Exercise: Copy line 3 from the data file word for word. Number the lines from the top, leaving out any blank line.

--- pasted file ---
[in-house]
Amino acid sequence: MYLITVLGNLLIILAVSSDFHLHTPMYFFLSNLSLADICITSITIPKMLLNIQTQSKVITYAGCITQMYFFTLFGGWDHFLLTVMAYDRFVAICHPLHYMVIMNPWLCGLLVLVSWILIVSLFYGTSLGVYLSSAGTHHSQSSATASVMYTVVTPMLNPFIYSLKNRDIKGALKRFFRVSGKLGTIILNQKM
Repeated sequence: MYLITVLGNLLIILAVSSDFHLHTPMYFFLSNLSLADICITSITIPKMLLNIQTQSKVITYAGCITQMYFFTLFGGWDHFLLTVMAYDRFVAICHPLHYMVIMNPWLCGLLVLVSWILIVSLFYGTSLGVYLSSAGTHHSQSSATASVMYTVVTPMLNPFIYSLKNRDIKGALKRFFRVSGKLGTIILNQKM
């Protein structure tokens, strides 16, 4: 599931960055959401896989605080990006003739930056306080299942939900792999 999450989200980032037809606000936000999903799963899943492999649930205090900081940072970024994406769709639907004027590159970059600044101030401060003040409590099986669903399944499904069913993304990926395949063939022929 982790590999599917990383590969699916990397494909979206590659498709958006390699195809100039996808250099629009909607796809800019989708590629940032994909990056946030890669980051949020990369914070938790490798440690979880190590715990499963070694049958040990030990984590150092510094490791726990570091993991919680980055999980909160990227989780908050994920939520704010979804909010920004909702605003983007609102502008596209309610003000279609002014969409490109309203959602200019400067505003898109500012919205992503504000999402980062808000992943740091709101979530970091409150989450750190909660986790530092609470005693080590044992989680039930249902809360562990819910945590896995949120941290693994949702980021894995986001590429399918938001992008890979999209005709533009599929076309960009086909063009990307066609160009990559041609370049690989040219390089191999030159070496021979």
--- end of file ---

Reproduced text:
Repeated sequence: MYLITVLGNLLIILAVSSDFHLHTPMYFFLSNLSLADICITSITIPKMLLNIQTQSKVITYAGCITQMYFFTLFGGWDHFLLTVMAYDRFVAICHPLHYMVIMNPWLCGLLVLVSWILIVSLFYGTSLGVYLSSAGTHHSQSSATASVMYTVVTPMLNPFIYSLKNRDIKGALKRFFRVSGKLGTIILNQKM